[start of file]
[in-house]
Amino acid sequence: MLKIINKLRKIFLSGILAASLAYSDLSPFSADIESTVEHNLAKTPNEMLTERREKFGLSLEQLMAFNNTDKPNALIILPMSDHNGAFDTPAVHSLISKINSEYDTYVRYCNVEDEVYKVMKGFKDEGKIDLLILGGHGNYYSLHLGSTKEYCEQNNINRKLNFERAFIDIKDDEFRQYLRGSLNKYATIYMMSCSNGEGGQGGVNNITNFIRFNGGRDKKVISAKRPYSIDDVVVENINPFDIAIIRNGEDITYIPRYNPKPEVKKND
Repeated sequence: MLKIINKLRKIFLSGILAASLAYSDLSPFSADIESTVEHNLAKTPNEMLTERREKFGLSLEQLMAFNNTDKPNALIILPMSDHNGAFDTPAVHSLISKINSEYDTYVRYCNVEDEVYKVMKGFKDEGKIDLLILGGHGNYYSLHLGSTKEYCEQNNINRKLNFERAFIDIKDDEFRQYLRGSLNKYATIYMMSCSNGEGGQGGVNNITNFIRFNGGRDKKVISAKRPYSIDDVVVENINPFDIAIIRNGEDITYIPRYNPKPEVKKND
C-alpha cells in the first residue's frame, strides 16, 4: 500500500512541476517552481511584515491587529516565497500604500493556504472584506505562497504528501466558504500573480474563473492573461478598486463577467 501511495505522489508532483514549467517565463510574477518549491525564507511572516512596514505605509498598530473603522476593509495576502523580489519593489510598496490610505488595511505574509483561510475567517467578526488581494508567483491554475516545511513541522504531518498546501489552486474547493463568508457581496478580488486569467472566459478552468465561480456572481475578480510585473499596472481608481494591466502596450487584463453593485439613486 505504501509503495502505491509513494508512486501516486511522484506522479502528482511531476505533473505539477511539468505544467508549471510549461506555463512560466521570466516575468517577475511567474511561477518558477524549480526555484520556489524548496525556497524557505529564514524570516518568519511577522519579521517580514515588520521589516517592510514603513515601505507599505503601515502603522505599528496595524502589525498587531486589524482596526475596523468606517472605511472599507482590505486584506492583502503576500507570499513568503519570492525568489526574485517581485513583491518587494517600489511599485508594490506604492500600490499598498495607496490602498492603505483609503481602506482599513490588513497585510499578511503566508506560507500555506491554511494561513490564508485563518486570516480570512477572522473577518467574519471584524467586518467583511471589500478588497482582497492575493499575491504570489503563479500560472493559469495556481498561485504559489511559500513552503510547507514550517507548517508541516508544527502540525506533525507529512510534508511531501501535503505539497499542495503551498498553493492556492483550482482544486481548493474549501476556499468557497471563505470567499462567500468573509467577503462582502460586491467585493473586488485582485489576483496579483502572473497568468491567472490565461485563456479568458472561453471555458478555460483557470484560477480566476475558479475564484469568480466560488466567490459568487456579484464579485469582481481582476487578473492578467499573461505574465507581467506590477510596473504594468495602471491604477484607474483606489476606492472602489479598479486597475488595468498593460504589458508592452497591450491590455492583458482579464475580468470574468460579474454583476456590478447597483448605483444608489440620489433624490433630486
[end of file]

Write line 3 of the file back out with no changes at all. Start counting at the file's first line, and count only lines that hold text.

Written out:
Repeated sequence: MLKIINKLRKIFLSGILAASLAYSDLSPFSADIESTVEHNLAKTPNEMLTERREKFGLSLEQLMAFNNTDKPNALIILPMSDHNGAFDTPAVHSLISKINSEYDTYVRYCNVEDEVYKVMKGFKDEGKIDLLILGGHGNYYSLHLGSTKEYCEQNNINRKLNFERAFIDIKDDEFRQYLRGSLNKYATIYMMSCSNGEGGQGGVNNITNFIRFNGGRDKKVISAKRPYSIDDVVVENINPFDIAIIRNGEDITYIPRYNPKPEVKKND